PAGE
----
About Rook

Rook

With its numbered deck of 57 cards, Rook, the classic card game, has elements of everything: bridge, pinochle, and lots of trumping and trick-taking. Includes two “black bird” cards that can change the course of any match. This basic set gives you all you need to get started: the deck and the rules. Great for learning strategy and patience for online play.

We are thrilled to be the complete source of everything you need to know about the rook game. Our goal is simple, provide a place for those looking to find out more about rook, as well as provide a place where those who play a lot of rook can learn and share with others, to hopefully take their game to the next level. If you have a story or a question and would like to share, please visit the rook game forum now.

Learning How to Play the Rook Game

Many people like to play cards, and there are many different games out there to be learned and played. However, for all the games out there, it is very rare for anyone to use anything different than the standard fifty-two card deck. Many people are likely unaware that another type of deck even exists. These people have likely never been introduced to rook playing cards or the rook game.

The rook game uses a deck of fifty-seven cards, which consists of a rook card and four suits of fourteen cards. The game consists of four players divided into two teams of two players each. Cards hold different point totals and each team tries to capture high-value cards from their opponent by tricking them away. Once a team has reached three hundred points, they win.

For people who like games that make them think, they would likely enjoy this game very much. The part they would enjoy the most is the method in which they capture cards away from their opponent. To successfully trick them out of a card, they must out-think or out-wit the person they are up against. It is a game of high concentration, so it is advisable to only play when you are in a frame of mind where you can give it your full attention. Failing to do so could result in a humiliating loss if your opponents are ready to play. As well, if you do not perform well, it can be very embarrassing, as your teammate could become very angry at you for not pulling your weight. Nobody likes to be the one to let down a team.

What separates this game from others is the number of cards used. This can be difficult for some people to adjust to, as the extra card per suit can be deceptively tricky. You may not think it’s a big deal, but if you’ve been conditioned to think of a thirteen-card suit, you may wonder why you can’t quite wrap your mind around this rook game. Of course, if you keep this one thing in mind, it should help you go a long way toward being successful.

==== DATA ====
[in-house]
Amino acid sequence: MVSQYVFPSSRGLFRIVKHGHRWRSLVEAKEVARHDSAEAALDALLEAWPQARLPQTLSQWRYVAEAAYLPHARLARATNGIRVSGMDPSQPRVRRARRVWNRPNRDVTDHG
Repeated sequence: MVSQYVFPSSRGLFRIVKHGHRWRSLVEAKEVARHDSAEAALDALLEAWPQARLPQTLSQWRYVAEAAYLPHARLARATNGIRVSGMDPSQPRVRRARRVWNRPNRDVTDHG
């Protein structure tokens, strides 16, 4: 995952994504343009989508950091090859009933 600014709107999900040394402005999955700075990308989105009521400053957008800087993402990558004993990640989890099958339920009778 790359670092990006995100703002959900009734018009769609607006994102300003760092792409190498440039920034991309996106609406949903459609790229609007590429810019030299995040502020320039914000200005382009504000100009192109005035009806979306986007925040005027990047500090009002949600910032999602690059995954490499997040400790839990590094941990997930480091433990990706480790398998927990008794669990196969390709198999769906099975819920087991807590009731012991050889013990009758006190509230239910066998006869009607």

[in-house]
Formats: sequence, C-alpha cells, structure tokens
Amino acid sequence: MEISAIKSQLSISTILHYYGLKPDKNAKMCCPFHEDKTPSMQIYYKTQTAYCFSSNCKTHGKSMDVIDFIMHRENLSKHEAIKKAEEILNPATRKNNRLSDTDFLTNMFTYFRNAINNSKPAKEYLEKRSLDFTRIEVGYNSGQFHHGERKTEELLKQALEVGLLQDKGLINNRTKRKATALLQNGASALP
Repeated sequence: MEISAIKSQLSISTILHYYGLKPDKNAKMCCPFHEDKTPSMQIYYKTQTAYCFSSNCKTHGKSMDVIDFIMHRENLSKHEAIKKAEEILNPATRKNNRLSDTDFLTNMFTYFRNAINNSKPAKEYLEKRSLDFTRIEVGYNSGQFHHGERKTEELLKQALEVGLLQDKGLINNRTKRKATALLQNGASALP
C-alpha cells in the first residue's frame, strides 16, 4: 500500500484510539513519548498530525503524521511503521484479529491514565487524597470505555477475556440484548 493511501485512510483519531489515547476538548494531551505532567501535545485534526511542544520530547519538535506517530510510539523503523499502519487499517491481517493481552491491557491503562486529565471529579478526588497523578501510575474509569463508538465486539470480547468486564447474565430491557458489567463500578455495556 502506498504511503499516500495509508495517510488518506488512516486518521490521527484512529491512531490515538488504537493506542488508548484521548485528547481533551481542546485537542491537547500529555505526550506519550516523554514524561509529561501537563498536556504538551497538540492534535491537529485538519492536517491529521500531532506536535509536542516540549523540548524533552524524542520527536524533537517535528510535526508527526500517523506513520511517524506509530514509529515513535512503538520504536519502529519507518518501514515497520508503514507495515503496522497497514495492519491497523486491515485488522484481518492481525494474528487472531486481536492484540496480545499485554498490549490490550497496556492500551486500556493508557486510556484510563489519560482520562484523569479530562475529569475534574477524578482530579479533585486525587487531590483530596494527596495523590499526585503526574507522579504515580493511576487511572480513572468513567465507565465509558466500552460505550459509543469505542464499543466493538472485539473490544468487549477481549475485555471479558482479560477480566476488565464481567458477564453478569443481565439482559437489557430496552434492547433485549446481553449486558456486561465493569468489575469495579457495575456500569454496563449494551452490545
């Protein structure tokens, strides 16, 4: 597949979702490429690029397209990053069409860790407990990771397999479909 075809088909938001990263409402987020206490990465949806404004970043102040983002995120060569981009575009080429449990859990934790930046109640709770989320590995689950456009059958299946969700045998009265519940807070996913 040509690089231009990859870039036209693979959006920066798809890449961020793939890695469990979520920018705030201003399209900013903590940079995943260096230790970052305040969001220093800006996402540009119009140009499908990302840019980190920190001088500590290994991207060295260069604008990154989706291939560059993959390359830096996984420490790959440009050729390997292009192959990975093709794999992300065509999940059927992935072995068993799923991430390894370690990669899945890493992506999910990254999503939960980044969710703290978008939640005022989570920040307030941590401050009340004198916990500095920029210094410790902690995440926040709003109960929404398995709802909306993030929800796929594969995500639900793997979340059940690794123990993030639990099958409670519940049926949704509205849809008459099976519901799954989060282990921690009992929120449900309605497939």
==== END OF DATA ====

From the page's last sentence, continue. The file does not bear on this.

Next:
Where did the game of Rook come from?

This game was introduced by Parker Brothers in 1905 and has become the card game de rigeur of countless people in the South. Legend says Parker Brothers introduced it to meet the entertainment needs of a the people of the region who swore off “gambling cards” prohibited by their religious faith.

It is very similar to Spades, and Whist, but the number of tricks are unimportant–what is important is capturing as many point cards as possible.

In the century since it was introduced, this card game has endured and for good reason. It is addictive, as players try to get their fix–being the high bidder so you can win the nest and call the trump.

Also, it is the best entertainment value around: by the time the deck has been worn out you have only spent pennies per hour.

And one more thing…. while there are many versions included with the rules, the Kentucky Discard versions seems to be the “standard” Rook games played by most people in Eastern Kentucky.

2 thoughts on “About Rook

  1. Pingback: Are There Professional Rook Players? | Rook Game

  2. Rod Cake

    This is a very popular game on the southern coast of the Burin Peninsula in Nl. Canada
    Can anyone tell me how this game got from Kentucky to NL, ?
    If you travel a short distance from here nobody has ever heard of it

    Reply

Leave a Reply

Your email address will not be published. Required fields are marked *

Sign in with Twitter

This site uses Akismet to reduce spam. Learn how your comment data is processed.